When & when not to use students in research

Any time research is conducted by a researcher with his or her own students, researchers should be cognizant of the fact that the relation of authority of the teacher over the students may make it difficult for students to give un-coerced informed consent to participate. For this reason, in general, the IRB recommends that researchers not use their own students as subjects. If the research goals can be accomplished using a different subject pool, the researcher should seek out subjects who are not also the researcher's own students.

At the same time, the IRB recognizes that the important field of the scholarship of teaching and learning often involves teachers systematically examining their own teaching practices.  Sometimes the only feasible way to do this is by using one's own students as subjects. In other words, sometimes there are good research-related reasons for choosing one's own students as research subjects. Much of the lower-risk forms of this research on pedagogical practice is actually exempt from IRB review, under the first two federal categories of exemption. However, there is some research with students that will require IRB review, such as research on students under the age of 18 involving surveys, interviews, or other forms of research that go outside of what a student would normally experience in class, and research on students of any age that has higher risks. The IRB will conduct a full review (a review by all members of the board) as opposed to an expedited review (a review by a single member of the board) of any application in which a researcher proposes to use his or her own students as research participants when that participation involves a significant element of risk. For example, the IRB would conduct a full review of research that proposed to interview students about how experiences of trauma outside the classroom have impacted their ability to study certain topics in a classroom setting.

In reviewing research by teachers involving their own students, the IRB is left with the delicate task of adequately protecting the potential research subjects without unnecessarily impeding this important form of research.  To that end, we have developed the following guidelines for teachers who propose to conduct research involving their own students:

  1. In general, as the sensitivity of the information to be collected from the subjects increases, so do the steps that researchers should take to protect subjects.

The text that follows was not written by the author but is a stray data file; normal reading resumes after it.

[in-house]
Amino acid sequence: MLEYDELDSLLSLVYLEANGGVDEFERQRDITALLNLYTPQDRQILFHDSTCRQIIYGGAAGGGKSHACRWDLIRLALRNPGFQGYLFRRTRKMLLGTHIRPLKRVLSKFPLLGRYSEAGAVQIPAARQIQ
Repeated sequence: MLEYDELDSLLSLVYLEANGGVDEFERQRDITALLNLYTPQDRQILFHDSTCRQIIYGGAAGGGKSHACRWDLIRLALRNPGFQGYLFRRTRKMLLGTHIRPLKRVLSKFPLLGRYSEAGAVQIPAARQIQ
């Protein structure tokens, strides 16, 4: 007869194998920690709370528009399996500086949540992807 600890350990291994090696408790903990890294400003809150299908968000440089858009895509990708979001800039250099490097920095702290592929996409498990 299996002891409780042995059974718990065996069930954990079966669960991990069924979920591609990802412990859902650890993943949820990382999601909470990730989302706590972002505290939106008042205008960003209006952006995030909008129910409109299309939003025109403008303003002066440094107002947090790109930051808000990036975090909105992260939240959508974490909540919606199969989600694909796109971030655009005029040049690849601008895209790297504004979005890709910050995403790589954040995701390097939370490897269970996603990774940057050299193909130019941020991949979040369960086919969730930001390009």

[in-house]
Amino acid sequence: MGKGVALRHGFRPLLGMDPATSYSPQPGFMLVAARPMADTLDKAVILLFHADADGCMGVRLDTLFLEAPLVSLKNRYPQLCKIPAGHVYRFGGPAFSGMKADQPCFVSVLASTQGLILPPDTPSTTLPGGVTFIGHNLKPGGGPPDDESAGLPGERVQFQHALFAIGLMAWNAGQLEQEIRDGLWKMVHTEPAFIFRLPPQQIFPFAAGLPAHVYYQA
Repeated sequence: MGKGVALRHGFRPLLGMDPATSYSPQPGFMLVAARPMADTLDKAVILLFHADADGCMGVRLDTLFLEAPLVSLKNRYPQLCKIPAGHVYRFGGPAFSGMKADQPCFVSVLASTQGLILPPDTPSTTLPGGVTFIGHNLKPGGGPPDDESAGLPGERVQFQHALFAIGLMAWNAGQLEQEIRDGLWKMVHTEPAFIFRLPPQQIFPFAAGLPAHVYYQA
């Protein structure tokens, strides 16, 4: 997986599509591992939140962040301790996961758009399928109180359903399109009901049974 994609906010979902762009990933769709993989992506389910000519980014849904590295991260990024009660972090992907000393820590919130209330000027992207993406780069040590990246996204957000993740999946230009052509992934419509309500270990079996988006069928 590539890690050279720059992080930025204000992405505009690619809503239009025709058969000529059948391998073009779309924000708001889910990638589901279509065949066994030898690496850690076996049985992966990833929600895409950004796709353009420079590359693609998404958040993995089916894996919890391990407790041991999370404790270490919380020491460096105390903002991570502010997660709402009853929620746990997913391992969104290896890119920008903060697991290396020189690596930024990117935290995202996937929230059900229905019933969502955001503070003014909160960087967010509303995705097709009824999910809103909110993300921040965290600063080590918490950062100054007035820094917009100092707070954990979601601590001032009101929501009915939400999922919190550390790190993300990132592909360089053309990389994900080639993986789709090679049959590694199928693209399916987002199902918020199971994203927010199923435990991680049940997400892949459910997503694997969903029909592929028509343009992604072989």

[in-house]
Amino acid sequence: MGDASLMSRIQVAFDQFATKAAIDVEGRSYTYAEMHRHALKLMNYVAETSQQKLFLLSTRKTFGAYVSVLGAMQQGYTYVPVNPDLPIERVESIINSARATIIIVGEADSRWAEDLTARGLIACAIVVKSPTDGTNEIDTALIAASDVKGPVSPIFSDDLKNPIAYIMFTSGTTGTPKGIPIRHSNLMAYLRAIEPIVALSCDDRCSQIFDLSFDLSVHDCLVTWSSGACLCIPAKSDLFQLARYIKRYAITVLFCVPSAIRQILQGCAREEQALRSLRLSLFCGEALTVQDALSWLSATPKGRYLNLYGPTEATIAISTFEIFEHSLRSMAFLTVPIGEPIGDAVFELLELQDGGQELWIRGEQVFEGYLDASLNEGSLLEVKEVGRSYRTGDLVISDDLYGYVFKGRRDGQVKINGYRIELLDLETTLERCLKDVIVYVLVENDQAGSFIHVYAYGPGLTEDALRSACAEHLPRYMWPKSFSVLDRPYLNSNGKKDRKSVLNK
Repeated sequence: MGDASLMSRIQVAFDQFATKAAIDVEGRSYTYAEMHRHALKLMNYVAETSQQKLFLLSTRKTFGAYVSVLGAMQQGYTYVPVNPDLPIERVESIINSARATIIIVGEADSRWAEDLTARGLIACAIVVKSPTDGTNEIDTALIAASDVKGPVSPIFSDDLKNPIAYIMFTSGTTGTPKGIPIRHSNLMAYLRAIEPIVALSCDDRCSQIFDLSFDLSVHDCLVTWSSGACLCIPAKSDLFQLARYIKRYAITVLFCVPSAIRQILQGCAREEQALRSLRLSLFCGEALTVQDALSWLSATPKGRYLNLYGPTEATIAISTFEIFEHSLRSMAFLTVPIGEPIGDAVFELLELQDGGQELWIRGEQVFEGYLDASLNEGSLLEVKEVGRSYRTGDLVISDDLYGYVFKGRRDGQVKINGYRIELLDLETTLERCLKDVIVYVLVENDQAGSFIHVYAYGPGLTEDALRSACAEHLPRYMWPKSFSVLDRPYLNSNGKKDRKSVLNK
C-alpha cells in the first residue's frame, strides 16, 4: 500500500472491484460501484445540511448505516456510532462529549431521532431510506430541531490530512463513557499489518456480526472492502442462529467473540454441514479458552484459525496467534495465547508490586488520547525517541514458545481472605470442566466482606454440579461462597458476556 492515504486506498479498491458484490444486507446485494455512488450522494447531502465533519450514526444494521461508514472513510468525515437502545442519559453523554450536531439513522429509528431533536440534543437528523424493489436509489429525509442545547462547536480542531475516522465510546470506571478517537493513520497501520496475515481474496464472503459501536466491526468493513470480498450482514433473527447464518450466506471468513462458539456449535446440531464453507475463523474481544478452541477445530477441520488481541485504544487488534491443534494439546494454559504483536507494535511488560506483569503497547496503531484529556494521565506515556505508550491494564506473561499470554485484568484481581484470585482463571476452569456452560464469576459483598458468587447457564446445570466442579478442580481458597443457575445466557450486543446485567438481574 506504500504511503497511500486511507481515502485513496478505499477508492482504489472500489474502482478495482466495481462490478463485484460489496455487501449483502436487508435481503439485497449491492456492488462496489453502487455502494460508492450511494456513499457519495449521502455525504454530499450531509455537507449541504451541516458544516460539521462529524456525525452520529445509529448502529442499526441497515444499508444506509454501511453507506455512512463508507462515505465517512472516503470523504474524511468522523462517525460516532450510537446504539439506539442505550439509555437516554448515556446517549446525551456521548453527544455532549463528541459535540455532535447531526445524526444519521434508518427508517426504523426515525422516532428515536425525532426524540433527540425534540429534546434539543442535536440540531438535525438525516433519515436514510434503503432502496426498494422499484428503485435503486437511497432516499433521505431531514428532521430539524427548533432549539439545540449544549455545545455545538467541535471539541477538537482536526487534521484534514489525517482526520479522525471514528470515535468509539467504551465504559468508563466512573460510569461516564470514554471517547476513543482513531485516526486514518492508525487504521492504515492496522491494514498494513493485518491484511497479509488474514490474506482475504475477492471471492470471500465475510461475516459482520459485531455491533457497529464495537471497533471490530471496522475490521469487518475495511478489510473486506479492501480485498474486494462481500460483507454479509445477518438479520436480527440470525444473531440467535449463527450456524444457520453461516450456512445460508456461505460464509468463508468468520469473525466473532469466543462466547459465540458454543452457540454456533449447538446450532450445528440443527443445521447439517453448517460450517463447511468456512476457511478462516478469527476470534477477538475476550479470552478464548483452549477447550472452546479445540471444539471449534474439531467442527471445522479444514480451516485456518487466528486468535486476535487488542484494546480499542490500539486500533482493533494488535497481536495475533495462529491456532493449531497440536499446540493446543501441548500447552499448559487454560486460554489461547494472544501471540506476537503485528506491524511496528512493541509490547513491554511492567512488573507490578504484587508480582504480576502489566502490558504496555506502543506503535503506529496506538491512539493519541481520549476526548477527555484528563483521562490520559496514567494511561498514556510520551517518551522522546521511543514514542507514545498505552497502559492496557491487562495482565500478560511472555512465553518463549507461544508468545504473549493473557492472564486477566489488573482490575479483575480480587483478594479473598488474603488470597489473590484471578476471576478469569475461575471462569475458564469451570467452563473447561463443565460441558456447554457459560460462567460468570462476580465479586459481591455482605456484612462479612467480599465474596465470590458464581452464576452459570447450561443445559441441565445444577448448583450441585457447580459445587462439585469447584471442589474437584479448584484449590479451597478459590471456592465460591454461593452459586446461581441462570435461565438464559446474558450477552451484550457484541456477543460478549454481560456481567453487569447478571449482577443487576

2. The IRB will only approve research involving a researcher's own students as subjects when there is a good research-based justification for using one's own students rather than another subject pool.  Convenience is not an adequate justification.  Any researcher proposing to do research with his or her own students ought to provide a clear written justification for using this pool of subjects in the IRB application.
  3. Researchers who have good research-related reasons to use their own students as subjects must take additional steps to reduce coercion.  This must include an informed consent process that clearly states participation or non-participation will not impact the students' grades.  For students under the age of 18, parents must also give informed consent.  However, this step alone is not sufficient.  Even if researchers clarify the voluntary nature of participation in the informed consent form (and mean it), students may nevertheless feel pressure to participate in order to remain in good standing with the teacher, simply because of the position of authority occupied by that teacher.  Because of this, researchers should take additional steps to reduce the perception of coercion, such as one or more of the following:
    1. Having a third party obtain the informed consent for the participation;
    2. Having a third party collect the data and strip it of all identifiers before sharing it with the researcher;
    3. Waiting until the term is over and grades are submitted before conducting the research with the students;
    4. Collecting the data in such a way that identifiers are never attached to the data (e.g. an anonymous survey);
    5. Adding additional levels of informed consent, such as allowing participants to review the researcher's written summary of their contributions for accuracy.

In some disciplines, such as Psychology, it is common practice to have college students enrolled in courses participate in research. If this research is being conducted by the teacher of the course, then the recommendations above apply.   If this research is being conducted by someone other than the teacher, then the following recommendations apply:

  1. Recruitment of subjects, solicitation of informed consent, and the collection of data must be done by someone other than the teacher.
  2. If any course credit or extra credit is given for participation as research subjects, then students must be given alternative ways to earn that credit which are roughly equivalent in terms of effort/time taken to accomplish the task.